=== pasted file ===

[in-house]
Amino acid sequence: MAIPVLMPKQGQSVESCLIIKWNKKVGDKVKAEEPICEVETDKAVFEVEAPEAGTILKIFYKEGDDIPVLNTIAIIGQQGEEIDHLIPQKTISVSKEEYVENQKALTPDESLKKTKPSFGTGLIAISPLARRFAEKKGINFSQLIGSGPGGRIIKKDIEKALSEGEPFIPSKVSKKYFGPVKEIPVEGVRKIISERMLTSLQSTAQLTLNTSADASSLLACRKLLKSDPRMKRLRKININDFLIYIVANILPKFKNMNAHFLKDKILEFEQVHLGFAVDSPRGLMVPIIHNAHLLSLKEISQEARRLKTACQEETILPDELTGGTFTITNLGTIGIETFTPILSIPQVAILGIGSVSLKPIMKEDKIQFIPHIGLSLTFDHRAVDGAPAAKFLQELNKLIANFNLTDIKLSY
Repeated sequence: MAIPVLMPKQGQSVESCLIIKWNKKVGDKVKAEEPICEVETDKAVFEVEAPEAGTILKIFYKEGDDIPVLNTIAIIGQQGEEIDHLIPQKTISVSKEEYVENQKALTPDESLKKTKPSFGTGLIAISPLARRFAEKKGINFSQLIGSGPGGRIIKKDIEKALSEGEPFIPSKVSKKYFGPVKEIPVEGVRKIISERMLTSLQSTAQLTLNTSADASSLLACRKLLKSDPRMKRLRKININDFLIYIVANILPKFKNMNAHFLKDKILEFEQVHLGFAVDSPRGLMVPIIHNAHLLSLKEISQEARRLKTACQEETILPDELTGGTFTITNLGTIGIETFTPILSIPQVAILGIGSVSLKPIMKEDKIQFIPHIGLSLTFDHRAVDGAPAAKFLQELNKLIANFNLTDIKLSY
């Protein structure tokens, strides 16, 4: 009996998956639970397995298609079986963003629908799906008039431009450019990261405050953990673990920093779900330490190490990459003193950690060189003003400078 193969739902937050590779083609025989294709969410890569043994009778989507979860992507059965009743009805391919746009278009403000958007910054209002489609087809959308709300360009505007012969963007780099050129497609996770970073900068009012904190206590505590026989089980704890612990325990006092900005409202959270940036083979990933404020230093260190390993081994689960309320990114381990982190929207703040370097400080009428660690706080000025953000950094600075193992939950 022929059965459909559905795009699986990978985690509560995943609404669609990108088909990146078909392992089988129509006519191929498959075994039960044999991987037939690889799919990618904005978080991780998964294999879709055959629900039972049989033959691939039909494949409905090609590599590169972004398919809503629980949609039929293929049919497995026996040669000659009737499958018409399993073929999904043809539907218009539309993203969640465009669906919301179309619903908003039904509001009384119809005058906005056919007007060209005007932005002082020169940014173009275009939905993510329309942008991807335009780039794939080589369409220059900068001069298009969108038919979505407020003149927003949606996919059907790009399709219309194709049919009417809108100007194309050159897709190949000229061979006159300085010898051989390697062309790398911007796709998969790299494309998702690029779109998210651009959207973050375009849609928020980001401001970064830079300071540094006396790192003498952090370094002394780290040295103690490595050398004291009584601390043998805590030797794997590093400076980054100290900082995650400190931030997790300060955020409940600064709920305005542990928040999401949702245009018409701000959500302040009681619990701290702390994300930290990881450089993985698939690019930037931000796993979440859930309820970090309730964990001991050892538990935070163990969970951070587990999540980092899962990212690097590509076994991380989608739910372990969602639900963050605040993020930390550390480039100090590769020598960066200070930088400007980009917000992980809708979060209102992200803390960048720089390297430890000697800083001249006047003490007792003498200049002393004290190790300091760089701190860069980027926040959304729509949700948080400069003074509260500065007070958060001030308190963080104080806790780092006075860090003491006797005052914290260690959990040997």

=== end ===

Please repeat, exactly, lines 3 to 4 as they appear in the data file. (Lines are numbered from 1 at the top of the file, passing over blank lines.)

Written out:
Repeated sequence: MAIPVLMPKQGQSVESCLIIKWNKKVGDKVKAEEPICEVETDKAVFEVEAPEAGTILKIFYKEGDDIPVLNTIAIIGQQGEEIDHLIPQKTISVSKEEYVENQKALTPDESLKKTKPSFGTGLIAISPLARRFAEKKGINFSQLIGSGPGGRIIKKDIEKALSEGEPFIPSKVSKKYFGPVKEIPVEGVRKIISERMLTSLQSTAQLTLNTSADASSLLACRKLLKSDPRMKRLRKININDFLIYIVANILPKFKNMNAHFLKDKILEFEQVHLGFAVDSPRGLMVPIIHNAHLLSLKEISQEARRLKTACQEETILPDELTGGTFTITNLGTIGIETFTPILSIPQVAILGIGSVSLKPIMKEDKIQFIPHIGLSLTFDHRAVDGAPAAKFLQELNKLIANFNLTDIKLSY
């Protein structure tokens, strides 16, 4: 009996998956639970397995298609079986963003629908799906008039431009450019990261405050953990673990920093779900330490190490990459003193950690060189003003400078 193969739902937050590779083609025989294709969410890569043994009778989507979860992507059965009743009805391919746009278009403000958007910054209002489609087809959308709300360009505007012969963007780099050129497609996770970073900068009012904190206590505590026989089980704890612990325990006092900005409202959270940036083979990933404020230093260190390993081994689960309320990114381990982190929207703040370097400080009428660690706080000025953000950094600075193992939950 022929059965459909559905795009699986990978985690509560995943609404669609990108088909990146078909392992089988129509006519191929498959075994039960044999991987037939690889799919990618904005978080991780998964294999879709055959629900039972049989033959691939039909494949409905090609590599590169972004398919809503629980949609039929293929049919497995026996040669000659009737499958018409399993073929999904043809539907218009539309993203969640465009669906919301179309619903908003039904509001009384119809005058906005056919007007060209005007932005002082020169940014173009275009939905993510329309942008991807335009780039794939080589369409220059900068001069298009969108038919979505407020003149927003949606996919059907790009399709219309194709049919009417809108100007194309050159897709190949000229061979006159300085010898051989390697062309790398911007796709998969790299494309998702690029779109998210651009959207973050375009849609928020980001401001970064830079300071540094006396790192003498952090370094002394780290040295103690490595050398004291009584601390043998805590030797794997590093400076980054100290900082995650400190931030997790300060955020409940600064709920305005542990928040999401949702245009018409701000959500302040009681619990701290702390994300930290990881450089993985698939690019930037931000796993979440859930309820970090309730964990001991050892538990935070163990969970951070587990999540980092899962990212690097590509076994991380989608739910372990969602639900963050605040993020930390550390480039100090590769020598960066200070930088400007980009917000992980809708979060209102992200803390960048720089390297430890000697800083001249006047003490007792003498200049002393004290190790300091760089701190860069980027926040959304729509949700948080400069003074509260500065007070958060001030308190963080104080806790780092006075860090003491006797005052914290260690959990040997």